Flying — (A “How It Works” Illustration)
Flying is a commonly experienced activity in our day. However, few people, outside of pilots, know and understand what makes an airplane fly.
Learning a little about aerodynamics and/or flying an airplane can be of great illustrative value for an illustration in a speech or a message. The value is found in the fact that . . . .
- people are fascinated by airplanes
- people are curious as to how it all works
- it relates to their safety and ease while flying
- it is easy to relate flying to the Christian life . . . . lift, controls, instruments, trust, winds, flight plan, automatic pilot, etc.
History & Facts: Aerodynamics**:
What law of physics explains “lift?”
Some argue that it is explained by Bernoulli’s law. Daniel Bernoulli was born February 8, 1700, and died at the age of 82, in 1782. His work was mainly in the area of fluids.
Others argue that another law explains lift, Newton’s third law of motion.***
“Even today, there is no clear scientific position which is used to explain lift. Neither law is authoritatively cited to explain lift. Most of the time it is argued that both laws are at work. “Theories on the generation of lift have become a source of great controversy and a topic for heated arguments for many years.”
Neither man ever discussed or discovered aerodynamic “lift.” They were mathematicians and physicist, with no scientific work in the areas of flight.
If you believe that it is an airplane’s engines which are basic to flight, you would be wrong. Gliders were designed and developed before the first airplane was successfully flown by the Wright brothers. Paper planes are a commonly understood example, not to mention birds which can be seen just “floating” and “gliding” in the air. Have you seen a seagull in a stationary position in the air? — No engine necessary!
What allows an airplane to fly is the shape of the wings, which creates “lift.” The propellers or jet engines are there to move the airplane in a forward direction and speed.
It is the movement of the airplane in the “air” which creates an aerodynamic force on the top surface of the shaped wing called “lift.”
If the air can be forced to move across the wings fast enough, the result is “lift.”
The engines move the airplane through the air in order for that to happen — so that the air moves fast across the wings. Then, it is the shape of the wings which push or suck the wings upward.
What makes an airplane fly or “lift” off the ground? The answer is simple, the shape of the wing. The top surface is curved, and the bottom is flat. The wing or “airfoil” splits the wind into to two on the “leading edge” of the wing. The air moves faster across the top of the wing than the bottom according to Bernoulli’s Law. When air moves faster over one surface than another, “lift” is created.
You may not realize it, but an airplane is literally being “sucked” upward because the pressure on the top of the wings is lower than that of the bottom of that wing.
If you were to turn that airplane upside down, the wings would then be sucking the airplane downward toward the earth. No matter how much you increased the airspeed, it would not lift that plane skyward, but faster and faster to the earth.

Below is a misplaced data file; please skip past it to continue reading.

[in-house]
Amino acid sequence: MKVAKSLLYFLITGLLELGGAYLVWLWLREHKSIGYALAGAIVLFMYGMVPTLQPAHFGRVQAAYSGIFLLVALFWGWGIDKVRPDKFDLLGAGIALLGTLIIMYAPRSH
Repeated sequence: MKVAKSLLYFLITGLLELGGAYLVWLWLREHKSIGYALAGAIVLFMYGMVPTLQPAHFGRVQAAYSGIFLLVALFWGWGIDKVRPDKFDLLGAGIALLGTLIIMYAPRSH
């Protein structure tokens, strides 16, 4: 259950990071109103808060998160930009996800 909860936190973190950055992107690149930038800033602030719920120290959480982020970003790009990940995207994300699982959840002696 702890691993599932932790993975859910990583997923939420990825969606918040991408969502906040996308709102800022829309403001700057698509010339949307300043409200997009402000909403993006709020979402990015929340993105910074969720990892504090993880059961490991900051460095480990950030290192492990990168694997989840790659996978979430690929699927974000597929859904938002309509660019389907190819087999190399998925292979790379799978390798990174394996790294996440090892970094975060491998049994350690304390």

Change the shape of the wing, and you can create more or less lift.
Disturb the airflow across the surface of the wing, and you can create turbulence.
Push the wing through the air too slowly, and you cannot lift the airplane off the ground.
Not slow down the airplane enough, and you cannot land, but will float over the runway.
Slow down the airplane over the runway too fast, and the airplane will lose lift and drop suddenly.
Takeoff into the wind and greater lift is produced. Fly away from the wind, and you will have to increase engine speed to get the needed lift — That’s the purpose of “wind socks” on runways.
Lengthen the wing (which is done during takeoff and landings), and you create a greater lift.
Add some other “wings” — such as on the tail of an airplane, which are both horizontal and vertical, and whose shape can also be changed, and you can maneuver an airplane’s other axes.
Flight revolves around the flow of air across the top and bottom surface of the “wings” or airfoils.
Key Illustrative Thoughts:
Engines are about the speed. Wings are about the lift.
Moving too slow
To get greater lift in life, change the shape of your . . . . (friendships / relationships / habits / commitment)
Fly into the wind
Turning life upside down
Change this-or-that, and you create a lot of turbulence
Flying upside down
Getting sucked into this world
There is more than one wing to maneuver in life
It’s about the flow of air in your life
We can disagree on what law of life explains it, but the reality is it flies!
* “Come Fly With Me” is also the title an excellent small book on flying an airplane as it relates to the Christian life. It was written by Lane Adams.
** Knowing and understanding various laws of physics opens up a whole different world of applications for speaking and preaching! Expand your world and find out why water can never be heated to more than 212 degrees (it changes form at 212 degrees), why cast iron is used in cooking (it stores energy), why they create valves with these big-large red circular handles (leverage), etc.
*** “Bernoulli’s principle can be used to calculate the lift force on an airfoil . . . For example, if the air flowing past the top surface of an aircraft wing is moving faster than the air flowing past the bottom surface, then Bernoulli’s principle implies that the pressure on the surfaces of the wing will be lower above than below. This pressure difference results in an upward lifting force.” — also see: https://www.grc.nasa.gov/WWW/K-12/airplane/bernnew.html